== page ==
SAN JOSE (KPIX 5) — Latinos in the South Bay are coming together to demand changes in the public health response to COVID-19.

“There has been very little protection and prevention in the Latino community throughout this country,” said Citlalmina Ortiz of the Barrio Defense Committee at a news conference Tuesday at San Jose City Hall.

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Latinos make up 39 percent of the population in California, yet have 61 percent of the COVID-19 cases according to the State Department of Public Health.

One community member blamed the disproportionate number of cases among Latinos on the jobs they do and the living conditions they had even before the pandemic began.

“Our Latino community was living multiple families in one-bedroom units making it impossible to social distance, they couldn’t stop working because they are essential and so the rate of infection was catastrophic,” said Jessica Aguallo of the Brown Berets.

Seven months into the pandemic, community members are critical of the local health department’s response when it comes to Latinos, and they are submitting a list of demands to city and county leaders that they say could help lessen the impact, such as more free and walk-up testing.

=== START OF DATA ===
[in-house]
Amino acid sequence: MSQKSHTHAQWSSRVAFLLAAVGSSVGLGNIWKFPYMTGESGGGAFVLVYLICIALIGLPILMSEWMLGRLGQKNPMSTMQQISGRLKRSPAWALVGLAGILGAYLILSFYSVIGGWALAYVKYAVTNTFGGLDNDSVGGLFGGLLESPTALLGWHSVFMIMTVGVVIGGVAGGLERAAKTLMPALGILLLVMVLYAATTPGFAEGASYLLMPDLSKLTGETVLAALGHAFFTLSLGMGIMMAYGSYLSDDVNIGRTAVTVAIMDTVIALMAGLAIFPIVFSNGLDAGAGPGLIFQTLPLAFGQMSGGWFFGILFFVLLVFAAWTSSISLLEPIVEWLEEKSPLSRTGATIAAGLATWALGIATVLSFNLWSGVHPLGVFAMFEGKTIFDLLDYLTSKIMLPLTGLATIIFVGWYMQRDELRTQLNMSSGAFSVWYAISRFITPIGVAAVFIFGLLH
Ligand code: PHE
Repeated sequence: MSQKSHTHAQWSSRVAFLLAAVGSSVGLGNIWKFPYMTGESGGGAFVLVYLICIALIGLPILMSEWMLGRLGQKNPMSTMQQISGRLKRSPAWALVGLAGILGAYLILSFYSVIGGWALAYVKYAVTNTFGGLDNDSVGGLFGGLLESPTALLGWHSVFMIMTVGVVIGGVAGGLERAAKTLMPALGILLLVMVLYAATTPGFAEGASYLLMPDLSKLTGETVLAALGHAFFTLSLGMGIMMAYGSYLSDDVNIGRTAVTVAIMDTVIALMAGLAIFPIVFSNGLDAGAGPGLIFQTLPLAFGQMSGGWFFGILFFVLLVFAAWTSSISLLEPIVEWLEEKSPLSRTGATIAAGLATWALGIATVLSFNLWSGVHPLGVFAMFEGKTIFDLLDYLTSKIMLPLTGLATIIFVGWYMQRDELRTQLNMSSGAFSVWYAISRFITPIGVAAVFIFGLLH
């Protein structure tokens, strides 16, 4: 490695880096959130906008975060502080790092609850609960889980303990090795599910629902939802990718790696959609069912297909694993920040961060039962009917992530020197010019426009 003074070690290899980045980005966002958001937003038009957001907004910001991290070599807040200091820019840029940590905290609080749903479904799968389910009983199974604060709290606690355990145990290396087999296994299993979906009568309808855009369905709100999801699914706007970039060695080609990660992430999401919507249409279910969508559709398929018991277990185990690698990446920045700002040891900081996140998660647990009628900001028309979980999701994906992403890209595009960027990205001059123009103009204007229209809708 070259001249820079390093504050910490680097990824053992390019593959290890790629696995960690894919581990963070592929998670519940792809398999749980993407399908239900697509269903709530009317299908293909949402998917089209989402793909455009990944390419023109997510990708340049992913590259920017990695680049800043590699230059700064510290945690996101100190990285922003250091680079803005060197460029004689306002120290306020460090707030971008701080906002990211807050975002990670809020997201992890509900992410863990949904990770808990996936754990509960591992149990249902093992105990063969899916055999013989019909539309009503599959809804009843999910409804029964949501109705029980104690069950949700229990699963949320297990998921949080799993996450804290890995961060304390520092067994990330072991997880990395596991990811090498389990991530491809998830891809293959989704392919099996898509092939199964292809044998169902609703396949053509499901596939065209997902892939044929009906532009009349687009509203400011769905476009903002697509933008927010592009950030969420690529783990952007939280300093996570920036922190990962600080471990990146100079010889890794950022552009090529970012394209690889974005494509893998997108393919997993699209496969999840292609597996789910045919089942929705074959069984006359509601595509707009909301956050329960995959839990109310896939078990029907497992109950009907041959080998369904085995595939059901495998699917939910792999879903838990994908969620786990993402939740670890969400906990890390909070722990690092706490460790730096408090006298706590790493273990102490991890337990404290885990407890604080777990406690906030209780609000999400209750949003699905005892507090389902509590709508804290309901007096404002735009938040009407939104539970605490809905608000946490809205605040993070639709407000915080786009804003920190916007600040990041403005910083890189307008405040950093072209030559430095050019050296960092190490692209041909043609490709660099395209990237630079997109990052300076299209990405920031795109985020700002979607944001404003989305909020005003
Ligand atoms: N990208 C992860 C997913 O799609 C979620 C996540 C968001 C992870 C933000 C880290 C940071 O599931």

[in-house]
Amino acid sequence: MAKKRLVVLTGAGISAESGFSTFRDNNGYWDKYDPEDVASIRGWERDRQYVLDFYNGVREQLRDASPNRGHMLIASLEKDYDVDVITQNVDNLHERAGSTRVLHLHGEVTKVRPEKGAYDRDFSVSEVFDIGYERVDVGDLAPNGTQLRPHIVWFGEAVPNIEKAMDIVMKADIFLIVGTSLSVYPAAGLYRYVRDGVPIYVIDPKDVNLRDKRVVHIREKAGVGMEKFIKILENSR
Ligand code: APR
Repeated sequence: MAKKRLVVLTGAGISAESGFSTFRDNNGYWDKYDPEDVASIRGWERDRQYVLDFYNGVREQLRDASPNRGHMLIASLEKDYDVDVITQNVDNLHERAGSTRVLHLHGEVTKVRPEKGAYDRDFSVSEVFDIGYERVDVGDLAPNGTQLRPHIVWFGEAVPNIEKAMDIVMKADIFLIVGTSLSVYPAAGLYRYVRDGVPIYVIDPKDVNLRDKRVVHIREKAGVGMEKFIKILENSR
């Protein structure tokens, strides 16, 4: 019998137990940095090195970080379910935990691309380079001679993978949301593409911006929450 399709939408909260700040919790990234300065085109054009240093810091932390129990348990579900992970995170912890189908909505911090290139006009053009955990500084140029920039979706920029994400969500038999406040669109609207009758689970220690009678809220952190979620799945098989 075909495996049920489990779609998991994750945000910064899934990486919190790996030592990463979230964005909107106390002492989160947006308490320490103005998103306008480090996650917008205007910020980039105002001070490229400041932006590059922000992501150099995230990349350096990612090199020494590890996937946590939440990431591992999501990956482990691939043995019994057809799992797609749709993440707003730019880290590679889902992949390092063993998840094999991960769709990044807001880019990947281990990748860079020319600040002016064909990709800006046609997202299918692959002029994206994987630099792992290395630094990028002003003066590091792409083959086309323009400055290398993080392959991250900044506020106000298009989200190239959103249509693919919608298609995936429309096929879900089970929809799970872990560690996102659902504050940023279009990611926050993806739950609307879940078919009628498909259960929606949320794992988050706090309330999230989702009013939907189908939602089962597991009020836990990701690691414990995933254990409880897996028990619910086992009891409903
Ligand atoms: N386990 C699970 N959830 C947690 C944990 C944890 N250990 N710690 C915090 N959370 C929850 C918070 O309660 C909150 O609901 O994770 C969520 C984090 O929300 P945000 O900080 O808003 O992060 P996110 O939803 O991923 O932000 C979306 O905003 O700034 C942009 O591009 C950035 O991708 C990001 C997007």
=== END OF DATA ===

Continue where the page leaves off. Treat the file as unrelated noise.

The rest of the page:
“The testing sites have to be open, 24-7,” Ortiz said.

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They are also demanding more public health messaging in Spanish on billboards and Spanish language media.

County officials say they welcome the community input.

“It’s another opportunity for us to learn,” said Ricardo Romero, a Public Health Spokesman.

Romero said much of what they are demanding is already happening. Santa Clara County has established a racial health equity task force, and opened several new testing sites in Latino neighborhoods.

“We have staff on site who can help people sign up for an appointment or to register them,” Romero said. “Some of our pop-up sites do not require an appointment.  People are there to help.

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He says the county will work to lessen the impact on communities of color and the general population. But with half the covid deaths in California now being Latino, community groups say more action is needed now.